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Everfair: A Novel Hardcover – September 6, 2016
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About the Author
Nisi Shawl is a writer of science fiction and fantasy short stories and a journalist. She is the co-author (with Cynthia Ward) of Writing the Other: Bridging Cultural Differences for Successful Fiction. Her short stories have appeared in Asimov's SF Magazine, Strange Horizons, and numerous other magazines and anthologies.
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It’s just hard to follow.
That could be because instead of one viewpoint character, or even two or three (see most epics), or five or six (think Brandon Sanderson, Robert Jordan), we’ve got eleven. They are well-written and unique and fun to read—but even so I struggle to remembered who each one was and what had happened last time we met them.
Add to that some significant time jumps—the book takes place over twenty years, and sometimes a year or more has passed since we last followed a particular character—and they’re in a new place, and a lot politically has happened since then. Technology itself leaps forward—we go from steam tractors to fast dirigibles in the space of a chapter or two, in which the main settlement has also been attacked and had to retreat somewhere else to caves, and we’ve switched character heads…
You get the idea. Really cool stuff is happening, but instead of a single story Everfair feels like six or eight novellas shuffled together. It expects a lot of the reader, and much as I’m ready for mental leaps, for imaginative stretches—that’s part of why we love fantasy—at a certain point the readability gets in the way of the awesome. And bottomline, I found myself less excited to return to Everfair than other books I was reading at the time, despite all the things it has going for it.
So take this for what you will. If you love historical fantasy/steampunk, really diverse casts of characters, or are interested in steampunk imagining some of the wrongs of Leopold’s Congo righted, this book will be worth the work. If that all sounds good, but you’re looking for a book to draw you in rather than having to pull yourself in, it might not be the one.
Read more reviews and see the Top Ten for recent Fantasy at [...]
This is a fascinating, well-written story about several idealists coming from very different perspectives to try to create a free state in African lands once dominated by Leopold II. Aided by steampunk-style alternate history advances in prosthetics, medicine, weaponry, and airships, the diverse cast of protagonists each bring their own special talents to the struggle.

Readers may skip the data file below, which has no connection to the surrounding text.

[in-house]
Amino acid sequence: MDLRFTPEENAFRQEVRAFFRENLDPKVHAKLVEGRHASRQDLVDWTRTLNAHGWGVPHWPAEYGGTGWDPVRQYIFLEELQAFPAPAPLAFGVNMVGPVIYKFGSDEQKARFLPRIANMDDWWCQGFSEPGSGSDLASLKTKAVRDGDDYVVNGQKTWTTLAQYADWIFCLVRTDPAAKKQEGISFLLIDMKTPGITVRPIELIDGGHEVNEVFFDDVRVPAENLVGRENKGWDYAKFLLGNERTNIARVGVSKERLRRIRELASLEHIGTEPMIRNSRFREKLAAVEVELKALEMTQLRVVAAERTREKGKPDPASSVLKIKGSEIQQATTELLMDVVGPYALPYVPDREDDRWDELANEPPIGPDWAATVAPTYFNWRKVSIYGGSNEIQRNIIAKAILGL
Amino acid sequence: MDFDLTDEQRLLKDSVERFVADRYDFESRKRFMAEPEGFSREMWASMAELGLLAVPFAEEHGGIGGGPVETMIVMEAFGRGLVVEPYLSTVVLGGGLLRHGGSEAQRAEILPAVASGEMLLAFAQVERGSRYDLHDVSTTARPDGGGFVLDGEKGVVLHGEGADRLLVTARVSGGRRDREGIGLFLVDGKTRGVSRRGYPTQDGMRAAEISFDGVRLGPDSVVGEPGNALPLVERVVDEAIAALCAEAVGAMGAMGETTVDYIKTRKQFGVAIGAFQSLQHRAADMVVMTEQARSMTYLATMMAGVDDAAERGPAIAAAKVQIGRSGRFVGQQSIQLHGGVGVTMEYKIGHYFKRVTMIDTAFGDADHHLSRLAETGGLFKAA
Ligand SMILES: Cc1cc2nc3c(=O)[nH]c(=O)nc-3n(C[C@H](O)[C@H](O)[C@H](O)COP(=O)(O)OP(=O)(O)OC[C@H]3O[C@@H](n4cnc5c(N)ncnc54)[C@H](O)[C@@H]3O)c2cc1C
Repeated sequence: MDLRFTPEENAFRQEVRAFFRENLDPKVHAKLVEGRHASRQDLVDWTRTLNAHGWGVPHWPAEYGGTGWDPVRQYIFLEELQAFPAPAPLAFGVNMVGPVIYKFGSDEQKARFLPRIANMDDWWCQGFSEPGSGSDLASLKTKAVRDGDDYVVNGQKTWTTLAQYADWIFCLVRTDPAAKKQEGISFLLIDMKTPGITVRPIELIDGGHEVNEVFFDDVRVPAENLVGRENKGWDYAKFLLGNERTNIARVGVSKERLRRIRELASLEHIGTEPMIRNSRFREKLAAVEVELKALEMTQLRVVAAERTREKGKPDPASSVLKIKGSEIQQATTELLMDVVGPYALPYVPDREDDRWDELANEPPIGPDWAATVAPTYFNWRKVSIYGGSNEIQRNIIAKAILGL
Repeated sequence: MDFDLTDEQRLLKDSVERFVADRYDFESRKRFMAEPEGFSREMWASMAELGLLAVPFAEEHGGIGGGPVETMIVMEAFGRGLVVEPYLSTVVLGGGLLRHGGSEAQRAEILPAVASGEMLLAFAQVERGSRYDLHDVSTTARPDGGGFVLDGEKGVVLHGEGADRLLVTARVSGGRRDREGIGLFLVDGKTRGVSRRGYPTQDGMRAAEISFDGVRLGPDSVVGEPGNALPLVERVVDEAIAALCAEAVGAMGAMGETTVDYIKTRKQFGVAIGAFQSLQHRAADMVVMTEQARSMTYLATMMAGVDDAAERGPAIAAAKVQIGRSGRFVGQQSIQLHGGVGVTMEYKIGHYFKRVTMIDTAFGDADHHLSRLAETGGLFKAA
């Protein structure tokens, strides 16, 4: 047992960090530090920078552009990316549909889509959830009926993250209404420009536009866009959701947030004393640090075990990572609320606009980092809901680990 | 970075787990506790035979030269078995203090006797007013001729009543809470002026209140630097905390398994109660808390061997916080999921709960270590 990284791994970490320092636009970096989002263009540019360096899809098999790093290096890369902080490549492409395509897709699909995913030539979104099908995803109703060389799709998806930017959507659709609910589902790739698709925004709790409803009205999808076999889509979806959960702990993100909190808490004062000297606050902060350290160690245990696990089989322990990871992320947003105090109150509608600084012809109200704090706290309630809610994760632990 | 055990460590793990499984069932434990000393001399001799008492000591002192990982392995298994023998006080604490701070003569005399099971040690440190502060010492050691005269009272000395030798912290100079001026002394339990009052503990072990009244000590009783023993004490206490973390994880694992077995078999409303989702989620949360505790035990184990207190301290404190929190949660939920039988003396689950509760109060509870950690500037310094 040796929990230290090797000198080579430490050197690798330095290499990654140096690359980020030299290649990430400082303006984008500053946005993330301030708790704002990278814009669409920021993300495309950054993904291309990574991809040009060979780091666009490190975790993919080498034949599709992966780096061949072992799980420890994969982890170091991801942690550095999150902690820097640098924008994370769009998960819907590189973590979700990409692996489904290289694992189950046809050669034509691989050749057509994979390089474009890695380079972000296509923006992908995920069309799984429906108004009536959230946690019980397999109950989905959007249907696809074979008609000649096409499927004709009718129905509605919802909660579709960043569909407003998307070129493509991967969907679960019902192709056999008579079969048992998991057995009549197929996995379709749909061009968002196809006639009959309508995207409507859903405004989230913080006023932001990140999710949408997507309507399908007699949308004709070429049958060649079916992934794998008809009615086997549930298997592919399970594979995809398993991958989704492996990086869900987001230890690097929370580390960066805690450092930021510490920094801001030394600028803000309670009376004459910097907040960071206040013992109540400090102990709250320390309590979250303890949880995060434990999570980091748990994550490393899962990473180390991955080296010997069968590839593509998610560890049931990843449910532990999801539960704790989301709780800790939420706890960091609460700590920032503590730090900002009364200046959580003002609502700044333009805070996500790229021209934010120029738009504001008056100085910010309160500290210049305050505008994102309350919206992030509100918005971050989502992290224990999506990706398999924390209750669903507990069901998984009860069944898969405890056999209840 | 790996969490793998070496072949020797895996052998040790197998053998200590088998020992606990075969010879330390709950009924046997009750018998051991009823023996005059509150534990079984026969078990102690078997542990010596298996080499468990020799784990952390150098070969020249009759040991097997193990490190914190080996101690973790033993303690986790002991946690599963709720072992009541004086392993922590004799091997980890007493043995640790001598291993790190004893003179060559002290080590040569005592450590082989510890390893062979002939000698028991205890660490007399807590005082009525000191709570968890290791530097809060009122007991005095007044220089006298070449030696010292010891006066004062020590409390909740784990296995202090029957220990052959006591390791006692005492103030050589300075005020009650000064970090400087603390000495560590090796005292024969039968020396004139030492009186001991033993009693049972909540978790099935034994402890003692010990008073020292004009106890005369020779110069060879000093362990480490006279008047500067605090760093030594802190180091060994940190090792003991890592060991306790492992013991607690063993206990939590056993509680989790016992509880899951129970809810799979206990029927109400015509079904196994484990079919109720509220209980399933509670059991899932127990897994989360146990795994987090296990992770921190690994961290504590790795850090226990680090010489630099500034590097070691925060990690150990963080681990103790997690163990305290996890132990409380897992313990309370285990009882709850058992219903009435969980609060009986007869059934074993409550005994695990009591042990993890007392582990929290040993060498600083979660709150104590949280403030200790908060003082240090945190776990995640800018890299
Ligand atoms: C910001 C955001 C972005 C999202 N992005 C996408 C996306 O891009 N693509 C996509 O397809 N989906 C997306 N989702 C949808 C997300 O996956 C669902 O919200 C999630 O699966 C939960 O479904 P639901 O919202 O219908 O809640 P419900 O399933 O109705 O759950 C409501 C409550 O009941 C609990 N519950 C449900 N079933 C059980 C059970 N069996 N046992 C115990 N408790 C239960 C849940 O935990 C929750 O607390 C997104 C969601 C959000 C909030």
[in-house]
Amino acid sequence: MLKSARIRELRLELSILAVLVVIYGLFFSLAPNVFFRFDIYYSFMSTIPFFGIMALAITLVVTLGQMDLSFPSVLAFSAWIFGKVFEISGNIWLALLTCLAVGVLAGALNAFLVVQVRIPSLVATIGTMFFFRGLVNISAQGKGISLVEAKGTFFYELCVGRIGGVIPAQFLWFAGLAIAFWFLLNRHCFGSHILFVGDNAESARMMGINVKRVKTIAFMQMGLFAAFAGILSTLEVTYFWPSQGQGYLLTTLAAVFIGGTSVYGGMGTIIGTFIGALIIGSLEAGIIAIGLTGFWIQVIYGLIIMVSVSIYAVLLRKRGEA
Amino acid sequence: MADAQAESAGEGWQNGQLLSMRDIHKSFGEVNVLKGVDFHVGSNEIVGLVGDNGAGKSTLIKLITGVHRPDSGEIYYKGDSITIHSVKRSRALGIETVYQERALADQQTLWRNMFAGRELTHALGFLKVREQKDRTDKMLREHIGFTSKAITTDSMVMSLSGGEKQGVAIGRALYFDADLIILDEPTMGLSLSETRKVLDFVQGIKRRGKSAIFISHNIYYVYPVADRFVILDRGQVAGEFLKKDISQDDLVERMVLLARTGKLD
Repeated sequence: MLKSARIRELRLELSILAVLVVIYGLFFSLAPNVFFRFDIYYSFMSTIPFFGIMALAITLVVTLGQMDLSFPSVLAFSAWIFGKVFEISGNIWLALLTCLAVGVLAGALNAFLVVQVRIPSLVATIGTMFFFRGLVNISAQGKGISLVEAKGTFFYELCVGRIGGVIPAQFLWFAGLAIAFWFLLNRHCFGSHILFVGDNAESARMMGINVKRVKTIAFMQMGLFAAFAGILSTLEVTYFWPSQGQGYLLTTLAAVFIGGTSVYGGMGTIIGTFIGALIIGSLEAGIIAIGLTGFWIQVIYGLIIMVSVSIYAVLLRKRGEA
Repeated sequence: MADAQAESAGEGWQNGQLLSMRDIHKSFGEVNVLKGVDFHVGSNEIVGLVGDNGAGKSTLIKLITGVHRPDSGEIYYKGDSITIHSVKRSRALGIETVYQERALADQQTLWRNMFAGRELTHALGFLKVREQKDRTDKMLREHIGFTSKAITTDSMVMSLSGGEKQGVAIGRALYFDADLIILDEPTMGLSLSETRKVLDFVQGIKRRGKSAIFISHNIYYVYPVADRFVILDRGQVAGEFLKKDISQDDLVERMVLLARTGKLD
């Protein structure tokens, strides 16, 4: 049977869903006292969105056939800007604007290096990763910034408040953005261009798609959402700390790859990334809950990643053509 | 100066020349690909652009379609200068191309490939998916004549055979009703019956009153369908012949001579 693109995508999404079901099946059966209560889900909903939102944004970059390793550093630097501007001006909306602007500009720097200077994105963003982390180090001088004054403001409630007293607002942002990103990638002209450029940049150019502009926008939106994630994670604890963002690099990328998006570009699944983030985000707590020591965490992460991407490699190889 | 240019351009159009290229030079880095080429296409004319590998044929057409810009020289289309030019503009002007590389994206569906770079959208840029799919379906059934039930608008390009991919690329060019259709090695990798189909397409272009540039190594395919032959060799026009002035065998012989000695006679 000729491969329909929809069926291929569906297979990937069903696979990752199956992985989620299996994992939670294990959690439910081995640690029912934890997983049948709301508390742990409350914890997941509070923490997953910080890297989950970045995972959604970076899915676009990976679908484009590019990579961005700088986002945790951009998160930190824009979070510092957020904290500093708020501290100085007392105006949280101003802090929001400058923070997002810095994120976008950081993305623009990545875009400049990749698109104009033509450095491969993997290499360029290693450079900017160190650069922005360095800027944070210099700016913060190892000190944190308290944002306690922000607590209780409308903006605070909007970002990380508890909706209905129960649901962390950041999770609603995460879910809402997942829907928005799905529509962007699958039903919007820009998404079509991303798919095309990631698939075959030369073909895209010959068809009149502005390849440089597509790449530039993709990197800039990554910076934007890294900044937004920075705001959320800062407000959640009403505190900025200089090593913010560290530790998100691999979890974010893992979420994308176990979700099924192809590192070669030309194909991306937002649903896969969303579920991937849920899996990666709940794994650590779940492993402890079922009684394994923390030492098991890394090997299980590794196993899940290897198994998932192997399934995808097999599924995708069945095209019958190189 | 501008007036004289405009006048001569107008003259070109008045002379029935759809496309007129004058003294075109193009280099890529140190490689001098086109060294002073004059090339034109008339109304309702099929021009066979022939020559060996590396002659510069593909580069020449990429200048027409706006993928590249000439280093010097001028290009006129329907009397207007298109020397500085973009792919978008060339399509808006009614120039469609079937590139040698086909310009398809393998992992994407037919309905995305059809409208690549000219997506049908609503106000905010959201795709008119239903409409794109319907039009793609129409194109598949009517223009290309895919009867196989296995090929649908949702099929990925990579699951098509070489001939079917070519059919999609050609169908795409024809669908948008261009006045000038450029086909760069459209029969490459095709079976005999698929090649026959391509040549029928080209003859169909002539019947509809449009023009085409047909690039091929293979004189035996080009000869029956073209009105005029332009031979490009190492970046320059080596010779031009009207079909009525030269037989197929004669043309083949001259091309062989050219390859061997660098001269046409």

Unfortunately, the unrelenting state of conflict makes it hard to settle into the many moments of personal joy that are delightfully woven into the tale. But that must also be true of any people fighting to establish freedom and equality in a world that either dismisses them outright or abuses their rights as human beings.
The story rotates between perspectives in a third person limited narrative, thereby giving us insight into the thoughts of one person at a time, and vividly illustrating how miscommunication and failure to understand one another feeds social and political dysfunction even in a group where everyone is trying to do the right thing. In light of this, the moments of unity within the story are all the more powerful and persuasive.
Spoiler-free warning: the ending is not a neat and tidy package. If you can't stand books that don't wrap up everyone's story arc, you may feel frustrated.
But "Everfair" is a plodding and rather confusing novel. The book focuses almost entirely on about a half-dozen characters who come to have key leadership roles in the new state, but all but ignores the thousands of others living in the vast territory. There is a lot about the personal relationships between these founders, and a good deal about the steampunk technological boom in Everfair, but not a lot about life in the emerging state itself.
AH purists may enjoy it, but for others, it's a tough read.